The fire lookout tower that gives this place its name gazes down on the pine forests and almighty expanse of the crater below envisioning in me scenes from Kerouac’s ‘Desolation Angels’. Its empty for the winter months even though the island is experiencing one of its driest cold seasons to date. Though vacated, it stands there perched 1300 metres above the raw Atlantic swell gazing, unblinking, as the locals of La Palma go about their business at the relaxed pace that the sun demands. This is to be my first venture upwards since arriving having decided to take the trail downwards to the ocean the evening before, and what a trail it is.
Lacing my shoes before heading off I am aware of the tower- not intimidating really, more sage-like and wise almost suggesting ‘yeah its gonna be tough but what a reward, come and see what I have seen all the years I have stood here’. I begin to run. First the road section- easy, flowing tarmac with no traffic, almond trees in bloom and shining sun giving the brain and body a Spring boost in early January. After a couple of kilometres the trail appears on the left wasting no time in rising. Within what seems like only a few metres the paved road is disappearing below. The narrow path traverses a small barranca, widens and continues to climb.
Distance becomes irrelevant on trails like these. My legs burn, my lungs draw deep gulps of pine-scented air and my steps become small as I slowly tip-toe up the mountainside. I look at the trail a metre in front, reach it and adjust my gaze a metre ahead and so it goes. Random thoughts come and go but the trail is a constant companion. The embrace of the forest opens a little and I get my first glimpse of the crater rim and the expanse beyond. I stop. I look at the view in awe. Sweat drips down the bridge of my nose and reaches my lips; it tastes like living- like being away from the city, like running up a mountain for no reason other than the love of doing it. I turn and begin my little dance upwards again feeling revived.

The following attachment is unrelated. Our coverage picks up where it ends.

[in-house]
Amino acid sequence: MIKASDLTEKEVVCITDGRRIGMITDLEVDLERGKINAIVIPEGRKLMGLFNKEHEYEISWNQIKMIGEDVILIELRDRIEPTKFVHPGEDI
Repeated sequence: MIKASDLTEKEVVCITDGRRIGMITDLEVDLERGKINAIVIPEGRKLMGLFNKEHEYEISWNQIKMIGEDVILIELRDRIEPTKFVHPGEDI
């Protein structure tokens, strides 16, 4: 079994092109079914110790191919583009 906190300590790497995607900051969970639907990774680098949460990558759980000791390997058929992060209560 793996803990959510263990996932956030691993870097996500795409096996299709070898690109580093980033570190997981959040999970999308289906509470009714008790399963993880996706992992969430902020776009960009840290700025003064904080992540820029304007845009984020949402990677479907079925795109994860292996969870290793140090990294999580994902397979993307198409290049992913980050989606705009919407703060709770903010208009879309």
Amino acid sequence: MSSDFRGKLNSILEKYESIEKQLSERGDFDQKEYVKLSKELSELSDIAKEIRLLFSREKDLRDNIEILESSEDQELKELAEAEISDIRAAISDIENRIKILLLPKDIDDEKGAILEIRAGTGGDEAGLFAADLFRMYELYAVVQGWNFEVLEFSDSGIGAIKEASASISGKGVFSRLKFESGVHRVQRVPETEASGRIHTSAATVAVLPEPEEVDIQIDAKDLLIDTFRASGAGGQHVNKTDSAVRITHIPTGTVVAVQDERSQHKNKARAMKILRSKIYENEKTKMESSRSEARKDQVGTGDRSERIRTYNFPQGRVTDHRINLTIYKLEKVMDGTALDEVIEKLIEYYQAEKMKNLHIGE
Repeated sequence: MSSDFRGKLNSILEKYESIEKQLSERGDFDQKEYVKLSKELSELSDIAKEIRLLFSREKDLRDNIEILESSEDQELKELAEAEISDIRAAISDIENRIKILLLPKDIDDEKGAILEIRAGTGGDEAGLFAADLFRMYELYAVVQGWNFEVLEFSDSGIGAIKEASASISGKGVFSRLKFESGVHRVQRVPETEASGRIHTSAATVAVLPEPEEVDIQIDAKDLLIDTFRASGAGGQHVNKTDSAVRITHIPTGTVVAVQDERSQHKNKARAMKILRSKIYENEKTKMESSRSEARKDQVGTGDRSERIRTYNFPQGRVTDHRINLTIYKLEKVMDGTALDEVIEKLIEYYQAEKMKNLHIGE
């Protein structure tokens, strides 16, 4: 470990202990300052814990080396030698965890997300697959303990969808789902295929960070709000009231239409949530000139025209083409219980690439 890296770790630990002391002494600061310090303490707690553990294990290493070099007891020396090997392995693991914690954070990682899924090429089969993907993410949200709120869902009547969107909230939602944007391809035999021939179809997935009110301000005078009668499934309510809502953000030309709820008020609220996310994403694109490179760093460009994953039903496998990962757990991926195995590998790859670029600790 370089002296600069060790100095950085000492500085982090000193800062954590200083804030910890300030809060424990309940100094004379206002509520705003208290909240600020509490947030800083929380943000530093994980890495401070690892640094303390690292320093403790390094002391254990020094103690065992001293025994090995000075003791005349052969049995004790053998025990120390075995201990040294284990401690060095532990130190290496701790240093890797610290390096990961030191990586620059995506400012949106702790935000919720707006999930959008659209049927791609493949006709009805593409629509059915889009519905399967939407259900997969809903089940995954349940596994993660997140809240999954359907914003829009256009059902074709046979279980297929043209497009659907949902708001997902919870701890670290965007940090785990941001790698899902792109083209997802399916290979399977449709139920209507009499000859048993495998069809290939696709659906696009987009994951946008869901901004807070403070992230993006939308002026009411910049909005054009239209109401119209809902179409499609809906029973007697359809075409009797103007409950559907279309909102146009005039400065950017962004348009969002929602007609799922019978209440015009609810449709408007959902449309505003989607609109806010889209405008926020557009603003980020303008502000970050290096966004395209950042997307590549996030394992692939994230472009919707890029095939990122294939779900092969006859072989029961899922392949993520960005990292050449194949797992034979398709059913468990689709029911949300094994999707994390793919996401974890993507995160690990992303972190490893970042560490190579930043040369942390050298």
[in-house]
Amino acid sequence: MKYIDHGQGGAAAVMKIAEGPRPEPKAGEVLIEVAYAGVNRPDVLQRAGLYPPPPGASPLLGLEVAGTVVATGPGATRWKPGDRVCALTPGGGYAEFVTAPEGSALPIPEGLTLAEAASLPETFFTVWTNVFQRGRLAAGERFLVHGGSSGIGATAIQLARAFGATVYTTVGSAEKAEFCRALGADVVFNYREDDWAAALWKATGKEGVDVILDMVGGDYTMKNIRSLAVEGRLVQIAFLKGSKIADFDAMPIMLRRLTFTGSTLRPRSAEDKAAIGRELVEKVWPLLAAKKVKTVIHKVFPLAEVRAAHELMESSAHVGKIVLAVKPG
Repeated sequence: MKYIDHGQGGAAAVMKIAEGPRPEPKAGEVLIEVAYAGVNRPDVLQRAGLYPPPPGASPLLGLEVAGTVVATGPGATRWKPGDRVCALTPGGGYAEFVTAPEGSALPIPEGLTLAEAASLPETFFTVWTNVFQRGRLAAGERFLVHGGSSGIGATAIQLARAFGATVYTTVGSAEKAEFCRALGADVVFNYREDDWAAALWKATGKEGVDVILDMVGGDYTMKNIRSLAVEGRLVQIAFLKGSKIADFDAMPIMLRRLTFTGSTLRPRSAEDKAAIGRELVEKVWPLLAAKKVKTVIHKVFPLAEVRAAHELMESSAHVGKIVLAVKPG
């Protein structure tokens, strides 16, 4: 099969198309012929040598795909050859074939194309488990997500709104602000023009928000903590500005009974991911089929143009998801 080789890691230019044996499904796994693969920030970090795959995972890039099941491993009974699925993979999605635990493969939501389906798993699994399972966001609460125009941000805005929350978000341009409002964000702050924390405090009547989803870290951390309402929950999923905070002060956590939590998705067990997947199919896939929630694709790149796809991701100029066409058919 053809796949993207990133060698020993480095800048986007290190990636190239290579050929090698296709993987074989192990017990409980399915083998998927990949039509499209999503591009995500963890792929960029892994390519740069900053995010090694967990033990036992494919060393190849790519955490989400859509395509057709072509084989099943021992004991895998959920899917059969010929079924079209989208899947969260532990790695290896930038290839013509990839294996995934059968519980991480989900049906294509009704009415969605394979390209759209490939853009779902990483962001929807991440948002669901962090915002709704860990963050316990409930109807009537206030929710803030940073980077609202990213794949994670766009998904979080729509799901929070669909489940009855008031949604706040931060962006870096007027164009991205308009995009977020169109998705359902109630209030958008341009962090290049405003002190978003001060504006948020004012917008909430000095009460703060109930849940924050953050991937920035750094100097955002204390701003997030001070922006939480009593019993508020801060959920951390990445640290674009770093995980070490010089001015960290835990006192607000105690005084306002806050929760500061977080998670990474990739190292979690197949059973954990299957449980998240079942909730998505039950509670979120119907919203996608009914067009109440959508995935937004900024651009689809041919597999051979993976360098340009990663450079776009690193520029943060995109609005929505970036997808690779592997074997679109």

I can no longer see the tower and I don’t need to. I know its waiting there for me patiently as I continue my journey. The trail rises relentlessly- steep sections are followed by steeper sections and the trail occasionally becomes a small crag of volcanic rock- sharp and wild. To the left of me the pines become fewer while to my right the crater rim follows its epic loop. No-one passes me by and I pass nobody, behind me the suns colour has began deepening to a molten dark-orange adding a richness to everything around. I climb.
The ground beneath my feet turns from rugged trail to dirt-road. I glance up and there it is; Torre Del Time looming over me, I am close now only 400 metres or so. I climb.
I reach the tower and take in the view of where I have come from, I make out the road far below and the blue ocean beyond. Then I notice. The tower is no longer looking down at all but is, it seems, looking the other way towards the islands highest peaks, magnificently stretching out in the distance. I hear them calling.
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